The potent activity of p53 as inducer of cellular apoptosis and cell cycle arrest demands tight control of its function. In normal cells the level of p53 protein is low due to its short half-life [10] regulated mainly by murine double minute 2 (Mdm2) protein. Mdm2 inhibits p53 transactivation and prompts p53 for proteasomal degradation by promoting its ubiquitylation [11,12]. In contrast, p53 is stabilized and activated when, in response to oncogene expression, another tumor suppressor gene, namely ARF, binds to Mdm2 and blocks its ability to inhibit p53 function [13]. Similarly, the nucleolar protein nucleophosmin (NPM) also interacts with Mdm2 and promotes p53 stability and function [14]. A recently discovered regulator of p53 activity is the type I IFN pathway. IFN-α/β stimulates transcription of the gene encoding p53, through ISRE sites present in its promoter, resulting in an early induction of the protein [4], which is later held in time by the action of ARF [15]. Importantly, type I IFN seems also to induce p53 protein stabilization through posttranslational mechanisms that involve STAT1-dependent transcriptional downregulation of Mdm2 and direct protein interaction with p53, at least upon DNA damage [16]. In addition, although acute IFN treatment does not cause the activation of p53 [4], chronic treatment of primary cells with IFN-β leads to p53 phosphorylation at Ser-15 and engagement of p53 downstream genes, indicative of p53 activation [17]; suggesting that the cellular response to IFN-β is time-dependent. Infection with some viral agents, such as vesicular stomatitis virus (VSV), Newcastle disease virus (NDV) or herpes simplex virus (HSV), probably through the production of interferon, boosts p53 expression, and induces the phosphorylation of p53 at Ser-15 by ataxia telangiectasia mutated (ATM) kinase [4]. Phosphorylation of p53 in other amino acid residues in response to IFN or virus infection cannot be excluded since p53 has been also identified as a substrate for the double-stranded RNA (dsRNA) activated protein kinase R (PKR), an IFN-inducible protein kinase which can induce the phosphorylation of human p53 at Ser-392 in vitro [18,19], an event that has been proposed to be related with the stabilization and activation of p53 [20-22]. In this regard, induction of p53 as a downstream event of tumor necrosis factor alpha (TNF-α)-induced upregulation of PKR has been reported, and impaired p53-mediated responses to doxorubicin in PKR KO cells have been described [17,18,23].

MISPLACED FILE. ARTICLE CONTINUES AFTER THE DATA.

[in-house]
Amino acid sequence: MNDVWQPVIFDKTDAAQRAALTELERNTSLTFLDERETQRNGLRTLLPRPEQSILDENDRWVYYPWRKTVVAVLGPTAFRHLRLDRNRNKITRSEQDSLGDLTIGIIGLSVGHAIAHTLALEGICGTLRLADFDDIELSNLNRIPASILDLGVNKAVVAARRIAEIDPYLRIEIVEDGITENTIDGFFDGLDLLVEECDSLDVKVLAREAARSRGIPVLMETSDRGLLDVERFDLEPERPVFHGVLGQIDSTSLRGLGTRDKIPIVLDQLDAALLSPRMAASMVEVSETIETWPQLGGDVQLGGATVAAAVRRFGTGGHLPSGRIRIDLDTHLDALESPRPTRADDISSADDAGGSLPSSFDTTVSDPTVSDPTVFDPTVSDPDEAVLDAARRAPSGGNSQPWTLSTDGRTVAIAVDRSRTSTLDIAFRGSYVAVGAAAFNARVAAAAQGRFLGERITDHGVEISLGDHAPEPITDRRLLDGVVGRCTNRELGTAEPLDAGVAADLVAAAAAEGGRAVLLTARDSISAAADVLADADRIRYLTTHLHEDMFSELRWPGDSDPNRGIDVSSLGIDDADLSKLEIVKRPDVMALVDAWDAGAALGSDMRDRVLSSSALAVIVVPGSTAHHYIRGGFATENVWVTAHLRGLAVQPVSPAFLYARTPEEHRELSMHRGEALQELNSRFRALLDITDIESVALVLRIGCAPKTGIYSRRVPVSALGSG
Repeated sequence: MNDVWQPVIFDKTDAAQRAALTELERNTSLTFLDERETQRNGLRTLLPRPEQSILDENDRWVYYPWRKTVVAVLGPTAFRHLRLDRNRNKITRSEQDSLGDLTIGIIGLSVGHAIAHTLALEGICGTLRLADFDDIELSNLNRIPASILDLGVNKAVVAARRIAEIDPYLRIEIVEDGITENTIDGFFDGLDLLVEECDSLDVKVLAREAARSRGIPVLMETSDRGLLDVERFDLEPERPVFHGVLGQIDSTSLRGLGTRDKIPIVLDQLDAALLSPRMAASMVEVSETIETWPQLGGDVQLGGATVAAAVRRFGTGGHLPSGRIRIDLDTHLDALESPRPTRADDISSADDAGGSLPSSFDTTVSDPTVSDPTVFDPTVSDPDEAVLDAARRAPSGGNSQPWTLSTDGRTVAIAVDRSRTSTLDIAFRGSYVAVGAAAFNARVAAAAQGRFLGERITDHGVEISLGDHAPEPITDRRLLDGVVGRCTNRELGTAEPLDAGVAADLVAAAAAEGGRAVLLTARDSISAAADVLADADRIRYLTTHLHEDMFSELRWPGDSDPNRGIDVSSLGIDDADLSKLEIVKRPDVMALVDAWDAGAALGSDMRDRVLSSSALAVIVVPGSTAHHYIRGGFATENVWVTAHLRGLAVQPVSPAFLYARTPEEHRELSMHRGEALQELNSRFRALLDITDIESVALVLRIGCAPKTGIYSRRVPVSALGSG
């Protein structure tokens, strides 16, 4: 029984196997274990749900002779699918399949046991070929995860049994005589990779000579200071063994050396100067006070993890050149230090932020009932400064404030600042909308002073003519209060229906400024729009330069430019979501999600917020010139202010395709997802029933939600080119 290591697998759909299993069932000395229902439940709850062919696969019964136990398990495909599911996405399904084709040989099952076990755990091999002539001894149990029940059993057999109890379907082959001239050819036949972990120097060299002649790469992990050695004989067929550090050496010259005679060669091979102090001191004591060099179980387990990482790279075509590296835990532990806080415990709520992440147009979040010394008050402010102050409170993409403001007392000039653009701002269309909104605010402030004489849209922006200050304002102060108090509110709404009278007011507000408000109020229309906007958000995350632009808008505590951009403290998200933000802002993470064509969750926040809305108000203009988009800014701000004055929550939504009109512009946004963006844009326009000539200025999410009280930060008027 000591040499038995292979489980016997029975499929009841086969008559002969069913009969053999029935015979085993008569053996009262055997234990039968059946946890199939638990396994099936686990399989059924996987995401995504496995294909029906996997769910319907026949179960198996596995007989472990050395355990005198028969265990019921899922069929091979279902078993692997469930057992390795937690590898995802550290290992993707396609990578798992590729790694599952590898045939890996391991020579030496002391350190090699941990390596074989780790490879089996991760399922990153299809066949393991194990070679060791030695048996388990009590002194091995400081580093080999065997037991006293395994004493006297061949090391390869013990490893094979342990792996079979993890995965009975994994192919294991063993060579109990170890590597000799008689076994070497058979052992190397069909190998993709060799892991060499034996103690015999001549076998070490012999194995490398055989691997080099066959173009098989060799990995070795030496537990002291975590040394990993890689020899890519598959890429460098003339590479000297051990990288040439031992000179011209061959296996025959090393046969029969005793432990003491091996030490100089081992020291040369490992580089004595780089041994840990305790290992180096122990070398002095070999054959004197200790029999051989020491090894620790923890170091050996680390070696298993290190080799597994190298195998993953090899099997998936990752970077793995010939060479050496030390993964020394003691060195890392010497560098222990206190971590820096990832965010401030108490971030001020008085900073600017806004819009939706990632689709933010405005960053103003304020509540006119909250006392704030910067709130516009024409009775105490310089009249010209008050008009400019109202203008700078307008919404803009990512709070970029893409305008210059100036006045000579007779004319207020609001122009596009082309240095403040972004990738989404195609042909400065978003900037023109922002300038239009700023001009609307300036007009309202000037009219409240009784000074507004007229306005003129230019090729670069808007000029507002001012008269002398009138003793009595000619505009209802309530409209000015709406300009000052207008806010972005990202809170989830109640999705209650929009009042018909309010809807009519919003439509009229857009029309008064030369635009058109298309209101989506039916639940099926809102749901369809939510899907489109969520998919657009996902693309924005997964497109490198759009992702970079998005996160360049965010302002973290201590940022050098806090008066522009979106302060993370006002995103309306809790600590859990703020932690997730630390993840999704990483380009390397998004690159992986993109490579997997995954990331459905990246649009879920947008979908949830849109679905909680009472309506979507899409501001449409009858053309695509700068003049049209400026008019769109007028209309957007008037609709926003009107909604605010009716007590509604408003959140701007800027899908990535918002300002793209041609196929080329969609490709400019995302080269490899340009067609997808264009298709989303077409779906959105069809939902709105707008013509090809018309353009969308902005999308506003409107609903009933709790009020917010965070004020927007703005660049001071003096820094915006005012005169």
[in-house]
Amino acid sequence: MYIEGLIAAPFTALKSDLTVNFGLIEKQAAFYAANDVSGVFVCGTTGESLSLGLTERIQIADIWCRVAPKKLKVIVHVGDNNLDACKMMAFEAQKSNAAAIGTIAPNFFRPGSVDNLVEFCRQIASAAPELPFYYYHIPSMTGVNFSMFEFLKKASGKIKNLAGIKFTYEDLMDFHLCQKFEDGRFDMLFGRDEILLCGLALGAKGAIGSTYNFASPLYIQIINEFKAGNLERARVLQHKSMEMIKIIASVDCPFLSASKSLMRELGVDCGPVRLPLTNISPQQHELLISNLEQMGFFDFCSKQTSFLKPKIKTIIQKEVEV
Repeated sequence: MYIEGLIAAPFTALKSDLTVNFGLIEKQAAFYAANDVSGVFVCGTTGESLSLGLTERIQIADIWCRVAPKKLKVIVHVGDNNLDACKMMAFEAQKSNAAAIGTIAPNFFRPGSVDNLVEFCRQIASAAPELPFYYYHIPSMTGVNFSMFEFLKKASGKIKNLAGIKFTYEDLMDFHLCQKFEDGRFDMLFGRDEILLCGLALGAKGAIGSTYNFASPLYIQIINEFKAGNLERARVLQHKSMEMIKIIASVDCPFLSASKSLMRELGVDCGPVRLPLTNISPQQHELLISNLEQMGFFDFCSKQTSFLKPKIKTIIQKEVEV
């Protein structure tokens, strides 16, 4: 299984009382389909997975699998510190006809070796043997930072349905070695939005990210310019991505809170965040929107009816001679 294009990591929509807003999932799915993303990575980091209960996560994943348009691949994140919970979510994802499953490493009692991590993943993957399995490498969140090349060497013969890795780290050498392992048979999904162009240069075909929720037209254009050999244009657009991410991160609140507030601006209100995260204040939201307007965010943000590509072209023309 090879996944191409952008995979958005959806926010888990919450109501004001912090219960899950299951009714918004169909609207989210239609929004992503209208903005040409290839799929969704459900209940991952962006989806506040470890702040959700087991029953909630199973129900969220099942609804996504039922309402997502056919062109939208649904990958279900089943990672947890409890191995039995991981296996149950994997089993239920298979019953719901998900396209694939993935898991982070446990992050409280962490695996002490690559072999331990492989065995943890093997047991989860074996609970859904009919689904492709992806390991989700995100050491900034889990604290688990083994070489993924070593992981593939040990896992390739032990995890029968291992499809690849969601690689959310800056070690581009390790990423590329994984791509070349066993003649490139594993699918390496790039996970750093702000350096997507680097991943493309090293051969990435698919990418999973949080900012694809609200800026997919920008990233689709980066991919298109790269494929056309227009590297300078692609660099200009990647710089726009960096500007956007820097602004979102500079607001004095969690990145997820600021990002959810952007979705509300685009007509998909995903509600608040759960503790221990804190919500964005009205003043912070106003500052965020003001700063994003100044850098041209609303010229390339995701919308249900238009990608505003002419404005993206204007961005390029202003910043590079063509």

3. p53 regulation of apoptosis in the context of viral replication

p53 induces the expression of a wide number of genes that ultimately impose a state of G1-phase cell cycle arrest or apoptosis. Previous studies indicate that the role of p53 in the control of virus infection depends at least to some extent on its ability to activate apoptosis through the transactivation of p53 classic target genes such as the members of the BH3-only family of proteins PUMA and Noxa [4,24]. Interestingly, a recent study also indicates that the type I IFN-inducible protein kinase PKR, is a novel p53 target gene, suggesting that PKR could also play a role in p53-dependent induction of apoptosis upon viral infection [25].